One of the coolest things in the museum is the Lego replica of the Acropolis complex. The children were fascinated by all the detail and became quite excited to see it for themselves. So that’s what we did next.
After buying tickets, we began the climb to the summit. The blue sky, the sunshine, the sea shimmering in the distance, were all the stuff that dreams are made of. We could not have asked for a more perfect day to see these ancient ruins. The climb itself offers many detours but my favourite was the Theatre of Dionysus, situated at the bottom of the hill. Still largely intact, the walls of the theatre jut into the air above the theatre, reminding me of the ruined archways of the abbeys in England. It was very impressive. Before long, we had reached the entrance stairway with its great marble columns and we took a moment to appreciate the view. Absolutely stunning. In a way, it reminded me of the view from the Sulaymaniye Mosque in Istanbul, also built on a hilltop. The logic of situating places of worship high above the city was quite clear: this is our highest calling. This is the summit of our achievements.
We wandered the ruins for a while, admiring the columns and pillars but, mainly, the superb view of the city and the sea.
To be honest, if you have ever seen the Great Pyramids of Giza or the temples of Karnak and Luxor, the Acropolis may pale in comparison. For me, the treasures of the Acropolis – and the wonders of the civilisation of Ancient Greece – lie in the museum below. The site itself did not leave us breathless with admiration – but that could be because we have been spoilt by too much access to the work of the Ancient Egyptians!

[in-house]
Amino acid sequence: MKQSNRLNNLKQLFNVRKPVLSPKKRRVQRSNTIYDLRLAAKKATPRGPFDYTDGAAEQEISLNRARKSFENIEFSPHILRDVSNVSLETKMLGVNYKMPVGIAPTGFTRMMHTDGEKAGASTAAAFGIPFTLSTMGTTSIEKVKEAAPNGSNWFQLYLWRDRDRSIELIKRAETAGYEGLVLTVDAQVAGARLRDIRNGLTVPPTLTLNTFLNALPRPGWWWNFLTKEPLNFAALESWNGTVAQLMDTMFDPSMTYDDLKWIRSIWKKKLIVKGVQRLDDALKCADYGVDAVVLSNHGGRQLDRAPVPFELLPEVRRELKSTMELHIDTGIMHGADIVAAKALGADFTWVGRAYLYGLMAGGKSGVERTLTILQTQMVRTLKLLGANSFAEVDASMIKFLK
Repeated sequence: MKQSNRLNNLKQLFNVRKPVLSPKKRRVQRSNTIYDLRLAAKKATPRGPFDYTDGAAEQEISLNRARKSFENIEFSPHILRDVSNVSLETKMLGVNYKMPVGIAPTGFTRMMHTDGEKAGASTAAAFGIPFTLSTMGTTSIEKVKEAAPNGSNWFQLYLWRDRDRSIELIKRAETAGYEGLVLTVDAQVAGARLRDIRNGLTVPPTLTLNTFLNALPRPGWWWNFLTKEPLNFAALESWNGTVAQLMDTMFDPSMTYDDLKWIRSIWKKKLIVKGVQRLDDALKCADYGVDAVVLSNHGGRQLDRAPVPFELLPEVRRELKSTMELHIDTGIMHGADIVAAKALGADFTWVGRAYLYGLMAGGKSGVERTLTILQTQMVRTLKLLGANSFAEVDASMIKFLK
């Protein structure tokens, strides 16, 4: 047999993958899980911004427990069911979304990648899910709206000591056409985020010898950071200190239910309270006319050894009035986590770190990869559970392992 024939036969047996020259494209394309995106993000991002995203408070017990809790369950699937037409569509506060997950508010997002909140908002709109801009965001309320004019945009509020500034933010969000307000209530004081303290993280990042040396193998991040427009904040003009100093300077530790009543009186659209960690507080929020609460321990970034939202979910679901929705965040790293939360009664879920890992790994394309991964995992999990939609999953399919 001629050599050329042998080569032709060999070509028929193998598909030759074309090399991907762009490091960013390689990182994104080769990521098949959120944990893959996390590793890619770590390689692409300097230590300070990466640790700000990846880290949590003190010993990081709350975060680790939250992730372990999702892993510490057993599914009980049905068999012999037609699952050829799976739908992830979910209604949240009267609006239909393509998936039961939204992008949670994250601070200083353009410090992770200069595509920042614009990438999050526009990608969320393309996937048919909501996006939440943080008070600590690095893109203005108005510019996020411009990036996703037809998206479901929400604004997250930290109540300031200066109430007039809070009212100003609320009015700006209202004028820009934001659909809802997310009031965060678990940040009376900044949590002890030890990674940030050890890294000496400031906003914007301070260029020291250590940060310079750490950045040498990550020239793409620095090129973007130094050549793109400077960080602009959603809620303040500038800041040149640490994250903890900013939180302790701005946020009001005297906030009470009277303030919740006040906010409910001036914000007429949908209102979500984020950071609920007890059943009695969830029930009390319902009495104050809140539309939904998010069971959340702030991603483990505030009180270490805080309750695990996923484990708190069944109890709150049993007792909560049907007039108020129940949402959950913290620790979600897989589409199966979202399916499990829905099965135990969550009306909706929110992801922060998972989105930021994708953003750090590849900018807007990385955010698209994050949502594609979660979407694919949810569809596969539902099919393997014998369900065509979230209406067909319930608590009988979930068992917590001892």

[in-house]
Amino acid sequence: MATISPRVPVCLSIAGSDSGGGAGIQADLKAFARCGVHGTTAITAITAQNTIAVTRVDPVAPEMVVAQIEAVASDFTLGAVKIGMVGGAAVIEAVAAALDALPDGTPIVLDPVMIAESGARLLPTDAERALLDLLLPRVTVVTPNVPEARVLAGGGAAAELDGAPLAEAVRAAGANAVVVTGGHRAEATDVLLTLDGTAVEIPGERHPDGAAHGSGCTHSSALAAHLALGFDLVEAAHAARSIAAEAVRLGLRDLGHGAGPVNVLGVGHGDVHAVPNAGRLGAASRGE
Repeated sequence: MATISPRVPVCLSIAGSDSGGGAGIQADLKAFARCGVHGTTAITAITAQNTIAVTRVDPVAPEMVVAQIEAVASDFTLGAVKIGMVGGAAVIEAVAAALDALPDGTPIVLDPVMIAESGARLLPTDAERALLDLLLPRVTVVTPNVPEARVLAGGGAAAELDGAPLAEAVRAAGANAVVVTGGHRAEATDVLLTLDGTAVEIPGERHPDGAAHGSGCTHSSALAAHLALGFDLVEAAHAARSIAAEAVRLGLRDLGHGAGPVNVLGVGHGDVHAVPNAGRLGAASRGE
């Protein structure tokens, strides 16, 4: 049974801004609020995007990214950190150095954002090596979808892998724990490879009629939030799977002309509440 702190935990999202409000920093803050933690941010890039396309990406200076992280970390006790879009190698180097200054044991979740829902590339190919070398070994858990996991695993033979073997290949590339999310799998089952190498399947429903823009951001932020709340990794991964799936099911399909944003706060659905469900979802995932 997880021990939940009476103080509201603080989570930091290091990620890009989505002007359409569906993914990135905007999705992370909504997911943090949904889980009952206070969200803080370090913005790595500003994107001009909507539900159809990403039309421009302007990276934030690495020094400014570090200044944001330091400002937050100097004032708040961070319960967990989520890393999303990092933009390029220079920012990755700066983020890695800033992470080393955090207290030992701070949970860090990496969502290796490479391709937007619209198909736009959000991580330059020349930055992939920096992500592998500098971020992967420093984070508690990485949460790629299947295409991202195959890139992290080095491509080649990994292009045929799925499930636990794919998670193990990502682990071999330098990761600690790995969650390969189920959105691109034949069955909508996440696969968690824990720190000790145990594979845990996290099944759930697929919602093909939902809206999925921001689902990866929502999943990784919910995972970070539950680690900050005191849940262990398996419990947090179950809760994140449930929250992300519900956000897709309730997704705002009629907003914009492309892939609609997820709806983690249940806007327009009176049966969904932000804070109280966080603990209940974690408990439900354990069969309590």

All in all, it was well worth the climb and I was pleased that we had seen it with our own eyes. It was a day we will never forget, alhamdulillah.
We ended the day at an amazing restaurant in Pireaus, overlooking the sea, marvelling at the last few days and all that we had seen, heard and done. It was definitely a beautiful moment for my children and I, a moment of thriamvos, a moment of triumph.
When we got back, my husband asked me about my favourite city and I immediately said, ‘Athens.’
‘Really?’ he asked, eyebrows raised.
I thought for a moment of some of the beautiful cities I have been blessed to visit: Istanbul with its awe-inspiring Islamic heritage and calm, dignified atmosphere; Zurich, with its charming historic buildings lining the lakeside, framed by fairytale mountains; Lisbon, with its pastel shades, grand squares and steep, winding streets; Andalucia, with its grand yet melancholy history and picturesque markets… Each city held precious memories. Each city has left a mark. Is Athens really my favourite?
Well, I believe that our personal experience of a city is what makes us either fall in love with it or vow never to return. And I can say, without doubt, that my personal experience of Athens and the Greek people, was a positive one, a beautiful one, a precious one, for myself and my children. They can’t wait to go back and explore Athens and the other islands of Greece – and neither can I.
Maybe next time, you can join us…
My Athens Travel Tips
- Always read the in-flight magazine and take note of any current attractions and recommendations
- Get acquainted with the metro map
- If you are going to be there for a few days, consider getting the 3-day tourist ticket as it includes all modes of transportation within the city
- Remember that children under 6 travel free and young people up to 18 years old qualify for reduced fares
- Learn to say ‘hello’ (Geiya Sou) and ‘thank you’(Euxaristo) in Greek; it really opens people up.
- Make time to wander the streets and get lost, especially between the Acropolis and Monastiraki
- Try Greek yoghurt, Greek olives, Greek coffee, Greek honey and Greek black soap – everything Greek
As well as a seasoned traveller, Na‘ima B. Robert is an award-winning author and founding editor of SISTERS Magazine. She documents her adventures, at home and abroad, on Instagram @naimabrobert.